In this article we will learn about two most important and commonly used Google Sheets function. First one is COUNTIF and the second one is COUNTIFS. We will also learn how to use COUNTIF and COUNTIFS in Google Sheets with real-life examples.

Table of Contents

## What is COUNTIF and COUNTIFS functions in Google Sheets?

Google Sheets allows the users to use various functions and formulae for calculation and management of data. Users may utilize them as and per requirements. Users need not to focus on writing long formulae rather just use Google Sheets functions to get their desired results.

COUNTIF and COUNTIFS functions are also provided by Google Sheets to facilitate the users. As the name suggests, COUNTIF function makes up the combination of COUNT function and IF function. It means that it checks certain IF, in other words, condition to evaluate a COUNT function. The same goes for COUNTIFS, just that COUNTIFS may evaluate multiple conditions. COUNTIF function is used for counting cells with a single condition in a single range. While COUNTIFS function is used to count cells meeting multiple conditions or criteria in one or more ranges.

In this article, we will discuss how to use COUNTIF and COUNTIFS functions in Google Sheets along with their uses and applications.

## Syntax of COUNTIF function in Google Sheets

Syntax of COUNTIF function is pretty basic and easy to follow, it is as:

**=COUNTIF (range, condition)**

Let us understand the above syntax in detail:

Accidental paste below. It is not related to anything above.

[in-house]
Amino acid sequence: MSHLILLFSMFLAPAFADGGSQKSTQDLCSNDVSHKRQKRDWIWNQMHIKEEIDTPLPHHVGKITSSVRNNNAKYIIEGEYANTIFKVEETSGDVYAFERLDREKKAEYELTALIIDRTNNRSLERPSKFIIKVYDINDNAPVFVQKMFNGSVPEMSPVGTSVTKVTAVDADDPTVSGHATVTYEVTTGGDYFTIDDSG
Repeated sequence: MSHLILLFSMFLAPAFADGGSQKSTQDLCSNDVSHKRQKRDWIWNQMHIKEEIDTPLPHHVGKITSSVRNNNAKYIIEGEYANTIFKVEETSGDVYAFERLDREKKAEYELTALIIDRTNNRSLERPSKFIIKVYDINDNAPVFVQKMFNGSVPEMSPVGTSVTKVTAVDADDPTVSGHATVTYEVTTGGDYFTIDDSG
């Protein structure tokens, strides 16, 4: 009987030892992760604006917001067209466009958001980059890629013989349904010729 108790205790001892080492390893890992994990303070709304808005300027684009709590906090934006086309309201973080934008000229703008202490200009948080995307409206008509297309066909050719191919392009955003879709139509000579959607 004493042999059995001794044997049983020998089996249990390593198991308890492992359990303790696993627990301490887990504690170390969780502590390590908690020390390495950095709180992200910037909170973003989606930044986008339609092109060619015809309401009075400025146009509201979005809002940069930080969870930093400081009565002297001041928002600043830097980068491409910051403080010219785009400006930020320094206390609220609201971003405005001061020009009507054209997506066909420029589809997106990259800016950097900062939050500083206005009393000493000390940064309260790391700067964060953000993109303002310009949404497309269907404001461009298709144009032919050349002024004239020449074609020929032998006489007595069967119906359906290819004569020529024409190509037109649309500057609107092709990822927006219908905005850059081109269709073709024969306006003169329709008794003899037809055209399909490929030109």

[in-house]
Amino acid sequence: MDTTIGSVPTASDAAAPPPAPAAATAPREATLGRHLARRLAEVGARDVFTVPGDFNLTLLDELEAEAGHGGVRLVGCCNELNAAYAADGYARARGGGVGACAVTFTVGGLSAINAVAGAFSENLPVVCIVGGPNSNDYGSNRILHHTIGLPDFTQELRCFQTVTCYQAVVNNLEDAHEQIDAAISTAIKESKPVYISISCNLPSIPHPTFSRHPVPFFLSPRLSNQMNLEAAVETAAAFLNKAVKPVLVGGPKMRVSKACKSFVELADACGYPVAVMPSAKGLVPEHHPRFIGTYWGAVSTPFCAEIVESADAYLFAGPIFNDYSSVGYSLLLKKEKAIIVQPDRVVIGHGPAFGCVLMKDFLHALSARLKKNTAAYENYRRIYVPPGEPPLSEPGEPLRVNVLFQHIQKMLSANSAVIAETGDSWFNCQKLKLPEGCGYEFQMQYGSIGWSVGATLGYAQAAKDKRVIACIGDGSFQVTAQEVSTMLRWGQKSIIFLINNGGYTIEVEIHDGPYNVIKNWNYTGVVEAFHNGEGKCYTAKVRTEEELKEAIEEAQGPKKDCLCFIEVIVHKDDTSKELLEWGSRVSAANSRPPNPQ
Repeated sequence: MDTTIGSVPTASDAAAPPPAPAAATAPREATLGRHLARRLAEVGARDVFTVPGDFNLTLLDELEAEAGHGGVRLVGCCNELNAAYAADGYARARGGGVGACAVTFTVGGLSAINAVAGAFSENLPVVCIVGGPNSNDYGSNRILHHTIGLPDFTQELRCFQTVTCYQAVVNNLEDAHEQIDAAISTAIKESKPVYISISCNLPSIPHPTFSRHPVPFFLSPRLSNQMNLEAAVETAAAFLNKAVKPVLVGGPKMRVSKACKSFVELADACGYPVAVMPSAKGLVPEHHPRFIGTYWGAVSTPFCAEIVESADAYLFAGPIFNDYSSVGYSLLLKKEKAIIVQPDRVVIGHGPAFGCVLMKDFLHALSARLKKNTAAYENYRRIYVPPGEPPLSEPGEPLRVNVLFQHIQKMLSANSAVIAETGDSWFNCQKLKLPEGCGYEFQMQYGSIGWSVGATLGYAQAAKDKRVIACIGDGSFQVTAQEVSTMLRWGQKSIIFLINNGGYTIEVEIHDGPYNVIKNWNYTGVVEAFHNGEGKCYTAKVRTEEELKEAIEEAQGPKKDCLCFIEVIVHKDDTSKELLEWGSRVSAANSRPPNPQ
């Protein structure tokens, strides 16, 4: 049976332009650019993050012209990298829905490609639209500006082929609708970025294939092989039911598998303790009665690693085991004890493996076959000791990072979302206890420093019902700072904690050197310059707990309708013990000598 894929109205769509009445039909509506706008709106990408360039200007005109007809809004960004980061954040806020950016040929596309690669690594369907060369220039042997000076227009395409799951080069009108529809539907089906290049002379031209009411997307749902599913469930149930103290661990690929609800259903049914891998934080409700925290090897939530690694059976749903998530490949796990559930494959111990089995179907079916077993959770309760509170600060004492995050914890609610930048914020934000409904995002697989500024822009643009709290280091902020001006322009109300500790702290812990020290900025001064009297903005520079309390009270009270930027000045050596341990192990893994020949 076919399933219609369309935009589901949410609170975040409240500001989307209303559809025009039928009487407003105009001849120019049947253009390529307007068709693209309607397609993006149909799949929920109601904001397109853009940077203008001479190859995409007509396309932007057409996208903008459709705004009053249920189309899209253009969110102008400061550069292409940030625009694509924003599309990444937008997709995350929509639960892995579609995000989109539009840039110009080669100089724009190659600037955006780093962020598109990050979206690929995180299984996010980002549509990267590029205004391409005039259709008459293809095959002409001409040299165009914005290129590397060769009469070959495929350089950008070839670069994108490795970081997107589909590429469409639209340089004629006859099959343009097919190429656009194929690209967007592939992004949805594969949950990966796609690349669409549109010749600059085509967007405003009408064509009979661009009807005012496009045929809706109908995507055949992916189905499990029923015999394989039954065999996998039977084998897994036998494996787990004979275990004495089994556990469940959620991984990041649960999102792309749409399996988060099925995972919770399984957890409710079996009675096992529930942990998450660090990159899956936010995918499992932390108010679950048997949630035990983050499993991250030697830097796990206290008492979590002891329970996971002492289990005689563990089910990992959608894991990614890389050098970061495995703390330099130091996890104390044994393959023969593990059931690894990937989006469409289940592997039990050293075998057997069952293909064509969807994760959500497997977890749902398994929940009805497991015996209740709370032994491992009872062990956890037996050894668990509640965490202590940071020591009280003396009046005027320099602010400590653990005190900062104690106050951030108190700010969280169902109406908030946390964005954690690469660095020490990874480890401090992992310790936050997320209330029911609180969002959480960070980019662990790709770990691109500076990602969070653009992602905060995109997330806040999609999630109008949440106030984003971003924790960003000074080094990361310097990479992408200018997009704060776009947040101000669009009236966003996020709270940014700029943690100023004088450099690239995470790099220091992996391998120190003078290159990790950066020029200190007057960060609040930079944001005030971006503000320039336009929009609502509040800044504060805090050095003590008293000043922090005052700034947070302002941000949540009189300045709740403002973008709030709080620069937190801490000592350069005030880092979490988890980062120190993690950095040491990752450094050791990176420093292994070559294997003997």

**“=”**implies the beginning of the formula in a cell.**COUNTIF**is the keyword designated for the COUNTIF function.**() Opening and Closing parenthesis**indicate the start and end of function respectively.**Range**defines the range of cells where the condition will be checked and upon satisfaction of condition, cells will be counted. Here, only a single range can be given.**Condition**defines the criterion that will be evaluated and checked for each cell in the range. Here, only a single condition can be given. For multiple conditions, use COUNTIFS function provided by Google Sheets.

The same syntax of COUNTIF function can be used to solve many real-life problems with a little modifications in Google Sheets.

## Syntax of COUNTIFS function in Google Sheets

Syntax of COUNTIFS function is similar to COUNTIF function such that range and conditions are evaluated. It is as:

**=COUNTIFS (range_1, condition_1, [range_2], [condition_2], …, …)**

Let us understand the above syntax in detail: